March 2011

Letters to the Editor
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Lights Out?

I'm a retired member of over 50 years. I worked for Pacific Gas & Electric Co. for 23 years and Vacaville, Calif., Local 1245 for 27 years, retiring as an assistant business manager. What is going on at the Sparta Lighting plant in Tennessee ("Tennessee Community Challenges Plant Shutdown," February 2011) just infuriates me all to HELL! I hope it does the same to others. This company would just up and close shop after receiving $7 million in federal stimulus funds?

The last paragraph of this article says it all. I quote: "Something has to give somewhere or, before long our senators and congressmen will have to move their offices to Mexico and China." Seeing how everyone in Congress is talking about jobs, let's pressure them to propose and PASS a BILL that would prohibit a corporation that closes down and leaves from selling their wares in the United States.

Frank Saxsenmeier
Local 1245 retiree, Vacaville, Calif.

Brotherhood's Generosity

I am the wireman shop steward for Norcon Inc. at the Fort Greely, Alaska, powerhouse. Norcon had over 100 wiremen and about 50 other skilled trade workers on this job. Last year, over the Fourth of July weekend, Nick Favero, a member of the plumbers union, died in a fatal motorcycle accident. Dan Vasikas stepped in and at his second annual benefit barbeque at his home in Delta Junction raised over $13,000 for Mrs. Favero.

Over the course of the next couple of months, about $6,500 was given to six local members' families, including a member of the pile drivers' union who had kidney failure.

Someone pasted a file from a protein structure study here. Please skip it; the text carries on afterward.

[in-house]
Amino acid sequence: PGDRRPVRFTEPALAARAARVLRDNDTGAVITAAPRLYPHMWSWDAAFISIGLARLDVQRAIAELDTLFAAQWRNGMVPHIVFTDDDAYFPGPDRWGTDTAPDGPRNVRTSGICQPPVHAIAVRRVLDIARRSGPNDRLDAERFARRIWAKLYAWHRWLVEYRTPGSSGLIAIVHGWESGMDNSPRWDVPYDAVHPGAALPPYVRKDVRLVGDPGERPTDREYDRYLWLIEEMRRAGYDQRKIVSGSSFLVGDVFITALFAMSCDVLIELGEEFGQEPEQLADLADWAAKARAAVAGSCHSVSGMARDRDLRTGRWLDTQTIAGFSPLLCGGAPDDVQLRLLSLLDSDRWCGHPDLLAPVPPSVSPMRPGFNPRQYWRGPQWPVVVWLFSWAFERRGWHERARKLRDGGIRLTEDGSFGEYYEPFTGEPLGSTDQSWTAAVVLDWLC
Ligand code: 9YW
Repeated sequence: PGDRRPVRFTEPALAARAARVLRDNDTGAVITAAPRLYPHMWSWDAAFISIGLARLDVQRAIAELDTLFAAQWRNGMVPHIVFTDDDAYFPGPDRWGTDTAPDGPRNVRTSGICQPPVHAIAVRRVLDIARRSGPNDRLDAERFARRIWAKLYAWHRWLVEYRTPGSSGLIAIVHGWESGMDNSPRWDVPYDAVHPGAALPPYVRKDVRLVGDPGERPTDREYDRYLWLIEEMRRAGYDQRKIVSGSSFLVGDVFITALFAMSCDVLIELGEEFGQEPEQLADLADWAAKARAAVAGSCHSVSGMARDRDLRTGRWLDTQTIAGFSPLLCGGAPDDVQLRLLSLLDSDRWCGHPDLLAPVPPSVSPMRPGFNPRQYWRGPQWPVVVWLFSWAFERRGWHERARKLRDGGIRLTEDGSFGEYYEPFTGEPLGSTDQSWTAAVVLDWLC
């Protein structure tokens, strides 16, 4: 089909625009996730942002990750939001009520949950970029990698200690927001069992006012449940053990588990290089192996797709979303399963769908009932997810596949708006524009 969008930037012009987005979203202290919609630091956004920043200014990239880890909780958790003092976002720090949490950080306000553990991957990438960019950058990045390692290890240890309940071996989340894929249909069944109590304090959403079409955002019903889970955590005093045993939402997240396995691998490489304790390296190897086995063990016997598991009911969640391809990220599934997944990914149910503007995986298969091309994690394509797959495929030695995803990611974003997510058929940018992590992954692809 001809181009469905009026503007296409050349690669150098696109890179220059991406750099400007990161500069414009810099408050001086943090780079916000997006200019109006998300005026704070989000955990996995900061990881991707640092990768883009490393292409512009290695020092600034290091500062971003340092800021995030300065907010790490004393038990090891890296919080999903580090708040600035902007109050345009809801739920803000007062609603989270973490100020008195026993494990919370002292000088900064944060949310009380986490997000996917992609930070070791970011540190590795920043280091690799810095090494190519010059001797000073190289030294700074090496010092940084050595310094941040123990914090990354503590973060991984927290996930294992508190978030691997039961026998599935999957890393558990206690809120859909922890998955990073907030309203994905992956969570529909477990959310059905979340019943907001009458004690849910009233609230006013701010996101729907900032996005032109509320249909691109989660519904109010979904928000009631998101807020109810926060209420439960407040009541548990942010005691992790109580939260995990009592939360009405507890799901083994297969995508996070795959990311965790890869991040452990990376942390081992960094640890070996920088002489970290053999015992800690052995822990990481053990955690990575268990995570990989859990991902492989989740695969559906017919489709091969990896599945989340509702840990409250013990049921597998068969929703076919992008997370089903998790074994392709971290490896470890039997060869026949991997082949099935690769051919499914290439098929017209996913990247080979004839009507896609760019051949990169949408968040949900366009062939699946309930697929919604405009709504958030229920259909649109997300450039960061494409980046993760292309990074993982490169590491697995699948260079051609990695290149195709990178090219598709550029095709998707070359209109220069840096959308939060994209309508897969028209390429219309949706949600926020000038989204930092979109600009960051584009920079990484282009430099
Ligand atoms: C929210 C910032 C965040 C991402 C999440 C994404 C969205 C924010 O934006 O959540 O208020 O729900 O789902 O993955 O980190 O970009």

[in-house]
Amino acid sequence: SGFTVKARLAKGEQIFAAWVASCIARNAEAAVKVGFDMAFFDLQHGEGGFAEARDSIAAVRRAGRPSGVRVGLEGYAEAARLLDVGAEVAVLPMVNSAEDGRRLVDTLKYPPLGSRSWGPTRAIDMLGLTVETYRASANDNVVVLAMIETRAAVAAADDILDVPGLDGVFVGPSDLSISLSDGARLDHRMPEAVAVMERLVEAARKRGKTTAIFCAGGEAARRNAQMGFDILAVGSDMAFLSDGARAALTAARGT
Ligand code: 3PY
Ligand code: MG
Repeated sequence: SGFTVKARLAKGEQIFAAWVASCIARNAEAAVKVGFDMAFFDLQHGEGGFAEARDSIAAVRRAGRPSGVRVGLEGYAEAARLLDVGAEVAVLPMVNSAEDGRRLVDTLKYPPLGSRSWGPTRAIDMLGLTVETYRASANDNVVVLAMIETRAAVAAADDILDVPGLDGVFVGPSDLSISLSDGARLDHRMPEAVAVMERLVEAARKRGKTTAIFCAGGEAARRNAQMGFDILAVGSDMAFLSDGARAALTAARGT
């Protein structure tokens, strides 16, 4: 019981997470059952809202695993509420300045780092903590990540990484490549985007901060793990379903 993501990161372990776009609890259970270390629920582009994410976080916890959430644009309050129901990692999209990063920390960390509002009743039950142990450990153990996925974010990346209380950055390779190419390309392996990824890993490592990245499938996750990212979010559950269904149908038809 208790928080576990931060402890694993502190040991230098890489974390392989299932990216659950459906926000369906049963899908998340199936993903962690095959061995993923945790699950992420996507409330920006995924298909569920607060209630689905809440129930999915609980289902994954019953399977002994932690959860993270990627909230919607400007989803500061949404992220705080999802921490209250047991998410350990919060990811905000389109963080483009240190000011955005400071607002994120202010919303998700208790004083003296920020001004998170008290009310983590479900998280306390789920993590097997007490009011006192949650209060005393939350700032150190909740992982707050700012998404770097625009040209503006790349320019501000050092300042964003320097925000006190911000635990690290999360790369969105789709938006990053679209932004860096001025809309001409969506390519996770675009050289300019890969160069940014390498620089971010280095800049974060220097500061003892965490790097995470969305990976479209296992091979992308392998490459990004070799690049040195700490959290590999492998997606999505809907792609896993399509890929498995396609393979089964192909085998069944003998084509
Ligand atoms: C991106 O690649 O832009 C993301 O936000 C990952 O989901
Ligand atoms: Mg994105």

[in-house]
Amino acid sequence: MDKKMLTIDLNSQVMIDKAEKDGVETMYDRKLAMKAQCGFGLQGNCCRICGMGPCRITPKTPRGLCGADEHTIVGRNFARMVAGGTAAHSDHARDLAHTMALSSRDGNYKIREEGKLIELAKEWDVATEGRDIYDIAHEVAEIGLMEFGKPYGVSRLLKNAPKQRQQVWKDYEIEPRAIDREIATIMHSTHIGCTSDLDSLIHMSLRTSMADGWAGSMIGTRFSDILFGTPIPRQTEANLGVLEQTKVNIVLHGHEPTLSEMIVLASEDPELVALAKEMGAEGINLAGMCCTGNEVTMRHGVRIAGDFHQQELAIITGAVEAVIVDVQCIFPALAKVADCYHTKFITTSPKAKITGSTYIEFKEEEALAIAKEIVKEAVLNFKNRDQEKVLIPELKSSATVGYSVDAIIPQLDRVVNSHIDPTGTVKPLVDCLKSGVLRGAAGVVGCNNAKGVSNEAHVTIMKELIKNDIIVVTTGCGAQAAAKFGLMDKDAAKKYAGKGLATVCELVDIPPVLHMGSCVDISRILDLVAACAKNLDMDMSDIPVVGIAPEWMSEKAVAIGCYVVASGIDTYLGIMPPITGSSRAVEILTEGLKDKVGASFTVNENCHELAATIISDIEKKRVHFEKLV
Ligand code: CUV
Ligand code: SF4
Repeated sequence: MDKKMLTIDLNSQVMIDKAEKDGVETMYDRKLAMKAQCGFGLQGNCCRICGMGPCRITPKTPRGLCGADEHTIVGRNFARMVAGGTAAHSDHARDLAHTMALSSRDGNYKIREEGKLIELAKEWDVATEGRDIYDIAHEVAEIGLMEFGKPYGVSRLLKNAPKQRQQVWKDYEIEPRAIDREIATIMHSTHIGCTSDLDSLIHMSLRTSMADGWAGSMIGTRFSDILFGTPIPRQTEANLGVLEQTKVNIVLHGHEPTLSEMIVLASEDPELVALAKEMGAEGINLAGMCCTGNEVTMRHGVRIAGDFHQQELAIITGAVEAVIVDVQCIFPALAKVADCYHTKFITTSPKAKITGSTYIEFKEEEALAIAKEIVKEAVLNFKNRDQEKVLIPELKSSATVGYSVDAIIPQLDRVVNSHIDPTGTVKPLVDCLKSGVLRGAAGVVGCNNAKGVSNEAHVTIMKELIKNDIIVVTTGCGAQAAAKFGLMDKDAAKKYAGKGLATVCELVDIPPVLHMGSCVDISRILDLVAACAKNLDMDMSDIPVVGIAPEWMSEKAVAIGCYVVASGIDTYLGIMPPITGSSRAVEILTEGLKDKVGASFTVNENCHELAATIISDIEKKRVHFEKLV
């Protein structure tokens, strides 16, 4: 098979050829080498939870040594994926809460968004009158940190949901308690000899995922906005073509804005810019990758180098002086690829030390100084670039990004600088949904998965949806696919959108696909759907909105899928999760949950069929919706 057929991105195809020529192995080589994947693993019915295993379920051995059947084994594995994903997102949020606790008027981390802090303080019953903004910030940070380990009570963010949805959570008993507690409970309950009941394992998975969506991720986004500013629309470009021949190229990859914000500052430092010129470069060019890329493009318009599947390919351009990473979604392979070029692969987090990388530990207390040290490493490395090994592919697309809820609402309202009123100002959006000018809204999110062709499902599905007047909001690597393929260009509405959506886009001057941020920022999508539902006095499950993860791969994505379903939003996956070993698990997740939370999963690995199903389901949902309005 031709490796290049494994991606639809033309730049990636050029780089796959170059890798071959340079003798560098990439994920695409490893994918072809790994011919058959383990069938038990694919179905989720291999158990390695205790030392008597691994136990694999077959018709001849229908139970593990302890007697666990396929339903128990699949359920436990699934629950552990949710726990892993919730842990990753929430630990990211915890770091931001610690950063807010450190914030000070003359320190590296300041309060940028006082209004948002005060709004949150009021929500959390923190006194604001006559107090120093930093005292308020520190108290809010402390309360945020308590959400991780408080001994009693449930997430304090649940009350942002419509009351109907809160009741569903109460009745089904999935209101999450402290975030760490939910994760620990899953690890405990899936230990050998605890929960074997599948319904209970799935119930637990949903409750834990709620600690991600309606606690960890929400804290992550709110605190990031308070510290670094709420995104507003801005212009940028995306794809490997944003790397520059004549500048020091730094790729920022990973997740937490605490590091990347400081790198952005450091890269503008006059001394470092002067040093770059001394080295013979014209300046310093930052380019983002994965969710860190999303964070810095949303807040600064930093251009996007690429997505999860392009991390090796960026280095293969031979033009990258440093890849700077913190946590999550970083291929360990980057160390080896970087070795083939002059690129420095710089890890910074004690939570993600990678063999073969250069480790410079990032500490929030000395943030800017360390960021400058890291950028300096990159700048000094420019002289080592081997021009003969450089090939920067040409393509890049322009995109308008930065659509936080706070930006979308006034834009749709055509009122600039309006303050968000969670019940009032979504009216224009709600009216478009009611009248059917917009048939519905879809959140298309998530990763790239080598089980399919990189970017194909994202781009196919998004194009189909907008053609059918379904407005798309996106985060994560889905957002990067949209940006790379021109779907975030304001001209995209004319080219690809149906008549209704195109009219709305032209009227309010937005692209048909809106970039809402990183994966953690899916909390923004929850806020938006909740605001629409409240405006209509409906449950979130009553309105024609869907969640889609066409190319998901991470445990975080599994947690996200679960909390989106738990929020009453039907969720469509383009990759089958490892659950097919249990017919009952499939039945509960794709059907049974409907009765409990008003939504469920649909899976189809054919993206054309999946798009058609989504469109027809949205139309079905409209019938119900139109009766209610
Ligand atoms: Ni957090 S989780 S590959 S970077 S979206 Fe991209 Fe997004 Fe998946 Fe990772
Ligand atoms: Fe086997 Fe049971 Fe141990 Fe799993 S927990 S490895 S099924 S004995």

In late September, a 30-man call went out to man a job for a night shift. Many of the travelers on this job called out to their friends to come up here. These brothers and sisters traveled up to Alaska, found their way down to Delta Junction, arrived on the job site, and were told that funding was cut and that they were no longer needed. When word spread that the call was cancelled and these guys were being sent home, a collection again was started up. In about five hours I had $3,650 in my hand.

I called my wife, Letha, and asked her to make a 100-mile drive to Fairbanks to deliver some money to the hall. Letha's reply was four words: "When do I leave?" Letha quietly walked into the hall, gave our dispatcher an envelope full of checks and walked out.

The traveling brothers and sisters had a little spending money in their hands. Norcon also stepped up and helped these travelers out financially. In the next couple of days another $2,500 was raised. In October we lost a local brother in Anchorage in a car accident. The Bechtel group raised over $1,500 for his family.

About $35,000 was given out to help families, travelers, brothers and sisters of different trades. This is what unions and solidarity is all about. Thank you one and all for your generosity.

"Delta" Dave Neuburger
Local 1547 member, Fairbanks, Alaska

Conflicting Priorities?

"Fighting For Our Future: Putting Jobs First," (The Electrical Worker, January 2011) was an excellent and well-written piece concerning our future and what needs to be done to insure our continued well-being as a union electricians, especially the part where you say that America's No.1 priority is jobs, jobs, jobs.

However, I am confused over one thing. On the same page you ask us to "Go Green With Our E-Edition." If I did, how many loggers, truckers, paper mill workers, shippers, printers and postal workers will I put out of work? Maybe it's time for the International to get their priorities straight before we ask our elected officials to.

Howard S. Rubenstein
Local 164 member, Oakland, N.J.